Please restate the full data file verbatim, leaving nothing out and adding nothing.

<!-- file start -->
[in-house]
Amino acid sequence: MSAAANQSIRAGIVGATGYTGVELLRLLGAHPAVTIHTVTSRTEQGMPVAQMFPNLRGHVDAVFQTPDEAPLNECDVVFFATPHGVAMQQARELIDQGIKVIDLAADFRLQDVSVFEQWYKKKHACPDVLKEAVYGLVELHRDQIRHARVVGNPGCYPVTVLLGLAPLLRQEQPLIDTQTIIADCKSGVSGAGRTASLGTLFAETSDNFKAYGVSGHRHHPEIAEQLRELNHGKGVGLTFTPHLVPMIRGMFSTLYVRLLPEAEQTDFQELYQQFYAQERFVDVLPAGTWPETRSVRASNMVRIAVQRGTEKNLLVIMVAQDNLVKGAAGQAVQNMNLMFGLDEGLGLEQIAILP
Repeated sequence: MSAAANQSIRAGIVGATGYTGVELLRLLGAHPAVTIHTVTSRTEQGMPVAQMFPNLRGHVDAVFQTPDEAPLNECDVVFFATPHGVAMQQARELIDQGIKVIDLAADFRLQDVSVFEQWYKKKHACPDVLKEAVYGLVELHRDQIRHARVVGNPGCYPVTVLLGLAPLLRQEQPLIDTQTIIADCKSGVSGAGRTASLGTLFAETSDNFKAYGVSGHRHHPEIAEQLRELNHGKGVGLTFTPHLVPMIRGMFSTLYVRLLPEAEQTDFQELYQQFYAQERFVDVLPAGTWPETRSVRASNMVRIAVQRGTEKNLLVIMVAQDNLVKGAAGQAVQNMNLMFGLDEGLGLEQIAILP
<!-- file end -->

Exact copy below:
[in-house]
Amino acid sequence: MSAAANQSIRAGIVGATGYTGVELLRLLGAHPAVTIHTVTSRTEQGMPVAQMFPNLRGHVDAVFQTPDEAPLNECDVVFFATPHGVAMQQARELIDQGIKVIDLAADFRLQDVSVFEQWYKKKHACPDVLKEAVYGLVELHRDQIRHARVVGNPGCYPVTVLLGLAPLLRQEQPLIDTQTIIADCKSGVSGAGRTASLGTLFAETSDNFKAYGVSGHRHHPEIAEQLRELNHGKGVGLTFTPHLVPMIRGMFSTLYVRLLPEAEQTDFQELYQQFYAQERFVDVLPAGTWPETRSVRASNMVRIAVQRGTEKNLLVIMVAQDNLVKGAAGQAVQNMNLMFGLDEGLGLEQIAILP
Repeated sequence: MSAAANQSIRAGIVGATGYTGVELLRLLGAHPAVTIHTVTSRTEQGMPVAQMFPNLRGHVDAVFQTPDEAPLNECDVVFFATPHGVAMQQARELIDQGIKVIDLAADFRLQDVSVFEQWYKKKHACPDVLKEAVYGLVELHRDQIRHARVVGNPGCYPVTVLLGLAPLLRQEQPLIDTQTIIADCKSGVSGAGRTASLGTLFAETSDNFKAYGVSGHRHHPEIAEQLRELNHGKGVGLTFTPHLVPMIRGMFSTLYVRLLPEAEQTDFQELYQQFYAQERFVDVLPAGTWPETRSVRASNMVRIAVQRGTEKNLLVIMVAQDNLVKGAAGQAVQNMNLMFGLDEGLGLEQIAILP